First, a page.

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Sunday Morning, October 8, 1865.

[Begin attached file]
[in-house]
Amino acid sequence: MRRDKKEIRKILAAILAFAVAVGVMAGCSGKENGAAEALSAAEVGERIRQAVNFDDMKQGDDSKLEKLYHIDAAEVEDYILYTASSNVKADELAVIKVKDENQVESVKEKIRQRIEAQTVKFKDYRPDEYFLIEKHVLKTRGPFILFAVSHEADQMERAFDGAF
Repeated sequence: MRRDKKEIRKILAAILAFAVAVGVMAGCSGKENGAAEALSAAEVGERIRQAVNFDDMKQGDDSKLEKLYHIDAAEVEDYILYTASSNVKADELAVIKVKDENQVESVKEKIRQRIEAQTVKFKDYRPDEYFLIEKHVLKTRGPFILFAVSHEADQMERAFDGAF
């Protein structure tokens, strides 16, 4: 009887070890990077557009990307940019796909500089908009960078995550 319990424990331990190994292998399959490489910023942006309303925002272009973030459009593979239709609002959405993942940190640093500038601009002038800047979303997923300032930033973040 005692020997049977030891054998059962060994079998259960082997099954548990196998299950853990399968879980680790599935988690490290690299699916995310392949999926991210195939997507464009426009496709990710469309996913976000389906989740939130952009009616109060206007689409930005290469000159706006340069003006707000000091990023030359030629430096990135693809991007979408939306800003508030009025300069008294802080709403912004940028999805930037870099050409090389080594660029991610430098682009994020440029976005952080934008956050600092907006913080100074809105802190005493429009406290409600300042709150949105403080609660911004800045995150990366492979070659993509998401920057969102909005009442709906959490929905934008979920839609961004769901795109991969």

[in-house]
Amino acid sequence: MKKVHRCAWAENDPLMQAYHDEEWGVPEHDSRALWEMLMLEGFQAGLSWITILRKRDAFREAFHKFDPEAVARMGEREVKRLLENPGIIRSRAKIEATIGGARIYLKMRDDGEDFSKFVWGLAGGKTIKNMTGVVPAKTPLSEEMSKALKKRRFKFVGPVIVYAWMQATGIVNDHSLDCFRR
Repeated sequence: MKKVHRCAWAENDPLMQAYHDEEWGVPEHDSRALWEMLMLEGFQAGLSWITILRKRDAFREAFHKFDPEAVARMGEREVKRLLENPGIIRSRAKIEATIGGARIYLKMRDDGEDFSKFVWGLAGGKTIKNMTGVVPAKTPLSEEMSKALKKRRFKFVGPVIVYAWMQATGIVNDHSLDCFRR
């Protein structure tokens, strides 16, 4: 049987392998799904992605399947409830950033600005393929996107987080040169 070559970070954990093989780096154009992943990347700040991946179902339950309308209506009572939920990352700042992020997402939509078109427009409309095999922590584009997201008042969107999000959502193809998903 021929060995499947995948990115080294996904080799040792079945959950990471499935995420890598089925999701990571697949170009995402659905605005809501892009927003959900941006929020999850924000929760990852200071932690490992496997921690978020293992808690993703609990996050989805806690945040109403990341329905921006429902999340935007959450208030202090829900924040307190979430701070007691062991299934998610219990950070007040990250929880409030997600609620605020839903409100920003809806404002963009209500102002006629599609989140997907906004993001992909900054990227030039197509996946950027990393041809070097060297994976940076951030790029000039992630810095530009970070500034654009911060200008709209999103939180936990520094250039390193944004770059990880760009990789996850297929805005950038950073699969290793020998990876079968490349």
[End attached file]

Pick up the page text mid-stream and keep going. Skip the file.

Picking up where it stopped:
Tire sudden and'entire* change in the labor system of the South ren? ders tb? swiftiion her people are called tO accept one of grave respon siM8tyr*?id ?hended" with more seri? ?s diSfc^ieslhan any they have had yet to, ;*ir?imt*r: ? e^t?nt? must be accepted* ' coraudiy, honestly and loyally,' without reserve br hesitation, by all who. desire to see the country restored io peace "and prosperity. Under the? new order of things, we find ourselves surrounded by a busy crowd. Ali have work to do and > duties to perform, which, although new to most of us, must be done and performed with ai?gl?ness of purpose and "hearty devotion to a work of such paramount importance as the recon? struction of a free Government. It is not inappropriate to remark here, that we of South Garo?iu? have had more to do with politics in the past than was either profitable or ad? vantageous to our interests as a peo? ple. It will be a Ibt?g time before we can be dragged again into political complications Or party feuds. And it is eminently proper and wise to ab- ! jure for the present party or political organizations, only selecting for our suffrages our best, wisest and most experienced men for the various posi- ! tions which it is necessary to fill to j complete the work of organizing our Government. Place in the Congress, in the Legislature, in the Executive j and all other civil offices, men to whom you can confide your greatest inte? rests; and having done this, you may apply yourselves unfettered and un? encumbered te the? great work you have to accomplish both for your? selves and your posterity. "Whatever, might have been the I early apprehensions of our people on the accession of the present Chief Magistrate of the United States, we may frankly say that they are not now entertained-that the poHcy of the President, so far as it has been developed, and. his official acts to the present time, have inspired the peo- j pie of the South with confidence in his patriotism and honesty of pur purpose. So far, be has a right to claim the approval and support of the people of the Southern States in the coming contest, which it is almost certain he will have with the restless spirit of radicalism. To this extent, then, our people may patriotically go, and must feel a deep interest in the result of the struggle between wise conservatism and rampant fanaticism. In all other political issues, they have but little interest, and wre have no doubt they will turn to the cultivati on of their lands, the building up of their trade, commerce and manufac? tures, with an earnestness of purpose and a cheerful devotion, that will leave little time for pobtical harangues or party caucusses. This is the path of wisdom and of duty. Help for lite South. We see it stated in a New York journal that an association has been organized in that city, under the title of tho '"Southern Beal Estate and Emigration Company," whose object is to introduce capital, mechanical skill and emigration into the Southern States. Capital and mechanical skill and labor are all necessary to aid the South in the work of recuperation, and it is to be desired that every honest and honorable effort in that direction will meet with success. All .such enterprises should receive the encouragement of our people, no .matter where conceived, or by whom they are undertaken. An assessment of $20 per head has been recently laid upon every Fenian in tlie United States, which will re? alize tlie sum of five millions of dol? lars. Where will it go to? Le Jf?? ?twpi>fo? ''stated. Wi. the. country | along the line of the Mississippi Cen? tral Railroad is in the most desirable ? state of repose~-no guerillas, no rob? beries, no violence. All have turned their hands to peaceful pursuits, and the demoralization caused by the ter? rible ordeal of the past four, year? is being obliterated; society is. being re Or?*mzed; the" awowd^ has i**^?'1been converted into the plough-share; the future is bright with promise, and all eyes are bright with anticipations of the good time coming. - COTTON FACTORY ON THU PACIFIC. The first cotton manufacturing com? pany organized on the Pacific coast have commenced operating a mill in San Francisco, with a paid capital of , $100,000, and will commence manu? facturing in November with thirty two looms and thirty operatives. They will manufacture drills and standard sheeting. Two National Banks have failed. The First National Bank of Attica, New York, and the American National Bank of Hallowell have gone by the board. The capital of both these de? funct institutions foot up an aggre? gate of one hundred thousand dollars. TEXAS.-At a large meeting of the citizens of Austin, Grimes and Wash? ington Counties, Texas, they resolved j to accept the situation, with a desire to co-operate with the President's and Governor's plans for re-organiz? ing the State, and soliciting the Go? vernor to call a Convention. THE EMIGRATION MOVEMENT.-Our readers will remember the article which appeared in our columns a day or two ago, regarding the organiza? tion of emigration societies in Ger? many and Poland; also the announce? ment that one colony of the latter nationality had selected a site for permanent location on the Trinity River, near Palestine, Texas. Since the publication of the articl? in ques? tion, we learn on excellent authority that there has been a meeting of the leading Poles in this city, and that the subject of Polish emigration to the South was taken into serious consi? deration. The consultation was held in tli?| office of the Secretary of State, and about a dozen gentlemen were pre? sent, the principal subject taken under discussion being the best mode which could be adopted for receiving their fellow-countrymen immediately upon arriving iu this city, and for? warding them to their final destination with thc least inconvenience and trouble. The meeting was informal, and no defiuite plan was arrived at, but we hope and believe that much good will spring from it hereafter. It is intended by these gentlemen, we learn, to organize a permanent so? ciety for the encouragement of emi? gration, and we hope their efforts will meet with the fullest success. As we remarked on a previous occasion, we cannot have too many of this class the agriculturists-in Louisiana, and we doubt not if an appeal was pro? perly made, that our Polish fellow citizens would receive the most sub? stantial aid and encouragement from this community, generally, in further? ance of their plans. In connection with the colony to be established at Palestine, we may remark'that several very respectable Polish families from this city have attached their fortunes to those of the colonists, and will leave for Texas as soon as the others arrive. We think this subject of emigration, especiallly of citizens of thc kind referred to, a matter of deep impor? tance to the entire community, all circumstances considered, and we should be pleased to see an organiza? tion for the purpose of inducing peo? ple who think of emigrating from agricultural districts of the Old World, to tum their steps hitherward. It would be a mutual benefit-an advan? tage both to the emigrants and the State. The former are in search of rich fertile fields-Louisiana possess? es these lands, but needs the emi? grants to cultivate them. Thus all concerned can be suited. [New Orleans Delia. AN EMBASSY FROM THE BEY OP TU? NIS.-An Embassy from the Bey of J TaniB has arrived at Washington, con I veying a letter of condolence on the death o? President, Lincoln, and con? gratulating President Johnson on the restoration of peace. _ -- ??? -_* "A- - - ?? -_. - - - -_ Lr^l?^r^n?. ar jg "General.li?e at tba Waf??aesB." ^e with ? look at thepic Ths idea of^the _'is fine, ?Ku?ogk, for its size, the figures are too large in the fore? ground. Little peccadilloes might also be indulged in concerning the. .large peek Of the noble steecT which Gen. Lee rides, and also with the re? strained position of one of the arms, but these little affairs are not sufficient to detract from the general beauty of the who te coup d'ouil. The old chief? tain is painted in the foreground upon his grey horse, one hand grasp? ing the battle-flag of a regiment be? hind him, the other holding his hat, and encouraging bis men to retake a battery which has just been lost, and which is represented in the distance in the hands of the enemy, who are seen working the guns for their own purposes. The end of the hue of men in the ragged grey uniform is just behind the General, and they are in the act of entreating him to' go to the rear. A wounded officer-by far the most correct and beautiful figure in the picture-lies in the immediate foreground, adding his entreaties to those of the men. The bound fore? head and tricMing blood are superbly painted, while the officer's hat rid? dled by the ball that has perforated the fine broad brow, is one of the most exquisite pieces of art we have ever seen. The painting bears now all the beauty and freshness of the brilliant ideas and brilliant colors of the artist. We trust that it will soon be placed on public exhibition. [Richmond Bulletin. THE NEXT HOUSE OP REPRESENTA? TIVES.-By an Act of Congress, May 23, 1850, the number of Representa? tives was established at 233, which number was apportioned among the several States in 1862, upon a basis of 124,183 population. Several large fractions occurring, Congress, by an Act of March 4th. 1862, gave an addi? tional member to each of the States of Illinois, Iowa, Minnesota, Ken? tucky, Ohio, Pennsylvania, Rhode Island and Vermont, thus increasing the number to 241. Nevada having since been admitted to the Union wih one member, the total is now 241. The present apportionment stands a fixed fact until the 3d of March, 1873. The eleven States now in process of re-organization aro en- | titled under it to the following repre? sentation: Virginia, 7; North Caroli? na, 7;. South Carolina, 4; Georgia, 7; Florida, 1; Alabama, 6; Mississippi, 5; Louisiana, 5; Texas, 4; Arkansas, 3; Tennessee, 8. Total 58. [ Elections of members have been . made for the thirty-ninth Congress in all the States of the Union, except the aforesaid eleven, and Kentucky and Nevada. Of the 208 members already elected, 144 were chosen on Lincoln tickets, and 83 by thc opposition. It is difficult to make political estimates for tho future, but, in any event, the Republican side will have a clear ma? jority of 48 in a full house as follows: Republican. Opposition. 23 States have elected.. 144 3G 2 (Kentucky and Nova da) estimated. 1 0 ll Southern States. - ? Total.14S 102 CoMEEKCiAti.-The total value of imports at Boston for the week end? ing September 15, was $562,228, against 696,646 during the corres? ponding week in 1864. Total since January 1, $18,107,579. Average amount per week, $489,394. The total value of exports for the same time, including specie, was $387,280, against $393,528 for the correspond? ing week in 1864. Over one hundred thousand dollars in gold was paid for duties on foreign merchandize in the Custom House on Monday. The total value of foreign exports from the oort of Baltimore last week was $258,672. The Herald learns by a letter of late date from Bogota, and from good au? thority, that a branch of the Bank of London, Mexico and South America will be very shortly established in New York. Thin bank has received concessions of very valuable and ex? tensive privileges from the Govern? ment of Colombia. The Washington correspondent of the New York Herald, in speaking of affairs in North Carolina, says officers just ap from the Old North State rep? resent that there is no longer a ne? cessity for a mounted patrol ; in fact, tlio presence of troops there at all is I just a little superfluous. The tar people are . devoting their undivided attention to the production of a living from their wreck of a State, and have very little leisure for .sedition and that sort of thing. Wo ?xe Indebted to Hr, Ofxsrge JL Isaacs for copies of Charlea Un papers of the 6th. RBUOIO?S Sortes.-The Ber. Wm. Mar tin will preach in the Baptist Church this morning; the usual Berrico in th? after? noon. I ? _ -.-_r.^- -_ Psmpix's STEAKSBUP COMFAST.-This ?j company is about going into operation, and if any of our citizens h*ve surplus funds, and wish to invest profitably, they caa give Mr. 6. J. Bollin a call. THE PHOKIX IBOX Woaxs.-Wo hay? great pleasure in being able to report the progross to completion of the Phoenix Iron Worksjof this city, under the enterprising j proprietors Messrs. Goldsmith & Kind. Mr. Goldsmith was, as our readers will j probably remember, for a long season one of the proprietors of the so-called Sword j Factory of this place, of which establish- j mont he wsa enc of the founders. But the j sword has been turned into the plough? share throughout the length and breadth of our land, and we congratulatoour public on tho fact, that the ingenuity, industry and ability of Messrs. Goldsmith ?St Kind will now bc turned in a direction a thou? sand times more interesting and profitable to our people. Tho establishment of tho Phoenix Iron Works, which commences casting this very week, has it in purpose to preparo almost every tool and implement, however various, which is needed on farm or plantation, in forge or work-shop. Boil? ers, mills, ploughs, machines of all sorts, are in their line of manufacture. Theirs, briefly, is not only a furnace, but a machine work-shop. Their arrangements are of the most extensive order. They bring to the work, not only tho most thorough know? ledge of what is to be done, but how to do it; and they have the equal craft, skill, knowledge, energy and material with which to meet all the demands, in their province, not merely of South Carolina, but of tho sister States. Nothing can exceed the virtuous resolution with which they have pressed forward to the completion of t his noble establishment, and we trust, and take for granted, that, m the public pa? tronage, their recompense will bo fully equal to their deserts. Kaw ADvmaTiancHNTS.-Attention is call? ed to tb? following advertisements, which are published for the first time thia morn? ing: Goldsmith &. Fund-Phoenix Iron Works. D. B. DeSaussure-Sale of Beal Estate. Muller it Senn-Groceries, &c. " " -Hardware, &c. " " -Wooden-warq. " " -Tea. J. G. Gibbes-Scarfaletti Tobacco. " .? -For tho Ladies." " " -Blankets. H. Kruse-Cows for Sale. The Misses Henry-School Notice. C. J. Bollm-People's Steamship Co. Geo. H. Walter & Son-Forward g Notice. Lumsden & McGee-Whiskey, &c. " " -Window Glass. Nomination of Gen. J. D. Kennedy. 'Durbec & Walter-Auction Sale Sundries. Lines Written on the deaUi of sweet Harry Beater Hopson, rcho departed this life on Ute 20th day nf September, aged eleven, months. Lost and gone-the little darling! Is he truly lost and gone? Gone he is-but lost, oh never! Jesus sends an answer down. "Suffer him to come unto nie,*' Voice of tender, pleading love, Plume thy pinions heaven-born spirit. Little fluttering, spotless dove! Soon, amid the flowers unfading, Fold thy little trembling wing, Soothed by songs of heavenly minstrels, Snch as mortals never sing*. With that little precious sister, She who only went before Little angels saved in heaven, To return-ah, never more! Wherefore should we grieve to know it? Grieve that Jesus took them home, In their morning's dewy freshness, From tho evil sure to come? Sorrowing parents, oh, remember! Lifo has neither joy nor resr; They shall feel, and know it, never, Folded on the Saviour's breast. _S. MESSRS. Enrrons: You will oblige thc nu? merous friends of Gen. J. D. KENNEDY, by placing his name before the First Congres? sional District for a seat in the next United States Congress. Gen. Kennedy is a young man of high moral character, great intel? ligence, of strong common sonso, and, by his past military career, has demonstrated tho fact, yon can trust him any whore as your representative. Though he was six times wounded severely, he never aban? doned his post, but stood by his colors until the surrender of Gen. Lee's army. Gen. Konnody, though ft heavy lober by the emancipation of tho negro, has accept? ed in good faith the results of the late struggle, and is for strengthening the hands of President Johnson, aud restoring the Union to its constitutional basis. Elect him, and ho will not sell yoiir birth-right for a mess of pottage. Pete_ MANY FRIENDS. Medical College of Georgia, Augusta. THE regular Course of Lectures in this institution will be commenced oi\ the FIRST MONDAY in November next, and be continued four mon the. Sept 17 mf? L. A. DUGA8, Dean. THE citizen* of Bichland District aro invited to at teed a Sleeting, on TUESDAY next, Octobeir-10. at ll o'clockvattho. Court House Santere, to take measures for the immediate organization of the militia, in accordance -with tbs call of Gov. Perry. A full attenetncG ia respectfully requested. J. G.1 GIBBES, Mayor. ...... ?s "WADE HAMPTON, 3. W. GIBBES, P. W. McMASTEB. W. WALLACE, L. D. CHILDS, Oct g_A. B. TAYLOR._ LUMSDEN & MOOEE, . AGENTS of Baltimore Window Glass Manufactory, can furnish GLASS at manufacturera' prices, by the box, and so? Vc':* orders for tho same._Oct 8 Imo UIMSDES & JsrCEB HAVE inst received a supply of Gibson's old Nectar Monongahela WHISKEY, "1S40;" cases "Krauter Bitter," boxes Pine Apple Cheese, cases Cosmetic and Honey Soap, fine family Salt, in small boxes, boxes splendid Chewing Tobacco, Mat'? fino Cin? namon, Smith's Kentucky Bourbon Whis? key, Preston & MerriU's Concentrated Es? sence Jamaica Ginger. Oct 8 6 SM?LE??ITM. AFBESH supply of 8CARFALETTI SMOKING TOBACCO?, just received. Oct 8 3_ J. G. GIBBES. m rm taoist ; 1CASE Ladies' MERINO VESTS, various, kinds. 1 case Ladies' HOSIERY. 1 " " GLOVES. WORSTED SHAWLS. Hoods, Caps and Nubias. Black Silk and Leather Bolts. Justopenod. J. G. GTBBES. Oct 8_3_ BLANKETS! 1BALE SUP. BED BLANKETS. 1 " NORWICH Just opened. J. G. GIBBES. Oct 8_3 Milch Cows for Sale. THE undersigned has for sale, I at his residence, 2? miles from ^Columbia, two fine MILCH _ _^COWS. For terms, apply to him. Oct 8 1_H. KRUSE. PEOPIE'S STEAMSHIP COMFY! TO ESTABLISH A LINE OF FIRST-CLASS STEAMSHIPS * Between Charleston and Kew York. THE management to bo conducted by Messrs. ARCHIBALD GETTY A CO., assisted by Messrs. WILLIS A CHISOLM, Agents in Charleston. The undersigned is duly authorized to receive subscriptions for thia company, and impart all necessary information. JJCL8-V. c- 1- ?0LLIN_i_ Forw&rding Agency. THE undersigned would inform their friends and patrons in Charleston and the up-country, that they will follow the South Carolina Railroad, as it advances from Orangeburg to Columbia; having au office at the terminus, where they will con? tinue their buair.ess as heretofore. GEOHGE H. WALTER A SON, Oct 8_8_ Orangeburg, S. C. School Notice. THE MISSES HENRY having resumed the duties of their i? SCHOOL, will continue its ex " eicises, at their residence, on Stark's Hill, East end of Ger? vais street. English, French and Music taught. For terms, Ac, apply as above. Oct 8 1* HARDWARE, &C "VITE now have in store: W 25 ke;j8 NAILS, assorted and of best quabty. Saucepans, Tea Kettles, Pad-Locks, Cotton and Wool Cards Tacks, assorted. Frying Pans, Knives and Forks, Pocket Knives, Table and Teasp'ns, Shoe Thread, Coffee MUis, Curry Combs. Also, Augers, Chisels, Screws, Ames' Spadix, Files in variety, Ac, Ac, Ac MULLER k. SENN, At corner formerly occupied by R. Bryce. Oct 8 $ HAVE ?\f\ BBLS. EXTRA FAMILY FLOUR. ??VJ 1 tierces best RICE. 10 kegs pure LEAF LARD. 10 bo .cs "finest quality " E. D. CHEESE. 20 kits MACKEREL, Nos. 1, 2 and 3. 15-half bbk " " 1 and 2. 15 bags choice RIO COFFEE. 1 bag very sup. "Old Gov't" Java Coffee. 500 lbs. very best Country-cured Hams. 5 cases best Sperm Candles. 20 boxes Adamantine .. ALSO, A 80PPLY OF Sugars, A, B and C, "Brown and Crushed. Colgate's No. 1 I'alo and Family Soap. " assorted Toilet Soaps. Sup. Carb. Soda, Mustard. Pure Pepper, (ground,) Nutmegs. " *. (grain,) Cloves. Yeast Powders, "Preston A Merrill." Allspice, Ginger, Copperas. Blue Stone, Ac. For sale CHEAP. MULLER & SENN, Oct 8 3 At Bryce's Corner.